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When Jay Wilkinson, founder and CEO of marketing, printing and website-development company Firespring, was 15 years old, he attended a leadership summer camp with his high school’s student council. While there, he learned about Stephen Grellet, a Quaker missionary whose words would change his life forever: “I expect to pass through this world but once. Any good, therefore, that I can do or any kindness I can show, let me do it now. Let me not defer or neglect it, for I shall not pass this way again.” It was this quote that motivated him to become an entrepreneur.

Since launching Firespring in 1992, Wilkinson has worked with clients in 50 states and 14 countries, growing his staff to 180 and revenue to $25 million in 2019. That’s not to say the Lincoln, Nebraska-based business hasn’t seen its fair share of struggles: In 2002, Wilkinson was fired as CEO by the investor-led board of directors after refusing to lay off employees amid the economic downturn that followed 9/11. But four months later, with the help of family and friends, he bought out the venture capitalists, and within two years, the business was profitable again. “We climbed out of it, and we survived,” Wilkinson says. “The culture that we have today was forged in the fire when we were just trying to save the company.”

That tenacity has proven essential in the current economic environment, not to mention it’s propelled Firespring onto Forbes’ annual Small Giants list. The 25 companies that make up the 2020 list all value greatness over fast growth and are weathering the coronavirus crisis in their own way. 

While much of corporate America has been affected by Covid-19, small businesses have been especially hard-hit, with 31% stopping operations as a result of the crisis, according to Facebook’s State of Small Business report. And in the marketing and advertising world, where global ad budgets are expected to drop 36% in the first half of the year and eight in ten marketers have delayed campaigns as a result of the pandemic, according to a report from the World Federation of Advertisers, many businesses are struggling to stay afloat. 

Firespring has seen an increase in demand for its quick activation marketing programs, such as creating digital fundraising campaigns, as well as virtual strategy sessions, of which it has done more than 200 over the past couple of months. It has also worked with clients to adjust their campaigns so that they are reflective of the times. “We’re very mindful of making sure that we are messaging everything with the Covid-19 restrictions in place so that we don’t come across as being tone-deaf and that our clients don’t, as well,” Wilkinson says. “It’s going to be critical for marketers moving forward and out of the pandemic to understand how different things are going to be, in terms of the way people connect with brands.”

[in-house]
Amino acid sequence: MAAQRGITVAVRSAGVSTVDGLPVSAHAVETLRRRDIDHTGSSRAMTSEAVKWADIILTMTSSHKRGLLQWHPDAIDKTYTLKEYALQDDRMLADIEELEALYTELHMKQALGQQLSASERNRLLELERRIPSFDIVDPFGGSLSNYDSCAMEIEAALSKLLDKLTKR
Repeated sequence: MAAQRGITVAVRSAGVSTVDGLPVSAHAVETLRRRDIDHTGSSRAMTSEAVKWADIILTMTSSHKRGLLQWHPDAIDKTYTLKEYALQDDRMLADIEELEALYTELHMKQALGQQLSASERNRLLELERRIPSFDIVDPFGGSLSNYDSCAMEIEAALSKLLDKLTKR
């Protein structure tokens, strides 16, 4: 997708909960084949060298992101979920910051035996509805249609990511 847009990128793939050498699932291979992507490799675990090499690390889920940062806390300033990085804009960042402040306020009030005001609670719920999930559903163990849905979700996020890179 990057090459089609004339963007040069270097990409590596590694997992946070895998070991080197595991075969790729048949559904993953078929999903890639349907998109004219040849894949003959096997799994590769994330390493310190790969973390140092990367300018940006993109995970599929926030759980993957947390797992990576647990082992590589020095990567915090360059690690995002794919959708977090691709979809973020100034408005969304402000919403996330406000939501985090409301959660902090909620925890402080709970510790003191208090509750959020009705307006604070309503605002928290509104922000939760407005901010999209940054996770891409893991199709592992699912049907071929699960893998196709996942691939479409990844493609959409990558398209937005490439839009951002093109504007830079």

The firm primarily serves purpose-driven organizations and nonprofits, which Wilkinson says are uniquely positioned to navigate the changing marketing landscape, as they always keep clients at the center of their work. But the pandemic has disrupted many nonprofits’ fundraising events, hurting them financially. In an effort to help its nonprofit clients during this challenging time, Firespring partnered with GivingTuesday, a nonprofit known for its advocacy of its namesake charitable holiday for the Tuesday after Thanksgiving. The initiative, called Giving Tuesday Now, raised $3 million for nonprofits over the course of May. 

In Birmingham, Michigan, Brogan & Partners, another full-service marketing agency and 2020 Small Giant, has been supporting its surrounding community by working with the Michigan Department of Health and Human Services to produce an ad spot promoting the wearing of face masks to flatten the coronavirus curve. Thanks to the ad and accompanying hashtag—#MiMaskChallenge—Brogan & Partners was able to get the word out to more than five million Michiganders, including celebrities such as musicianKid Rock. “I don’t want to make money off of Covid-19. That’s not my business,” says Ellyn Davidson, owner and CEO of Brogan & Partners. “I want to help and be part of the solution. As much as possible, we want to give back.”

An hour south, in Ann Arbor, Michigan, Jim Hume, founder and principal of 2020 Small Giant marketing advertising agency Phire Group, has also been working with clients to craft their coronavirus messaging. He believes the pandemic has accelerated the adoption of trends such as authentic storytelling. “True authenticity includes vulnerability and putting yourself out there and just becoming more human as a brand,” Hume says. “Everything that we do has to be pointed toward making companies, organizations and brands more human, more accessible, more real.”

That authenticity, he says, is important in every aspect of Phire Group’s business, including how it communicates with clients. “It’s an important time to reach out to customers to let them know you’re there for them, but also to just be transparent with what’s happening,” Hume says. “Just let them know that you’re doing fine, you hope they’re doing fine, and you’re there for them.”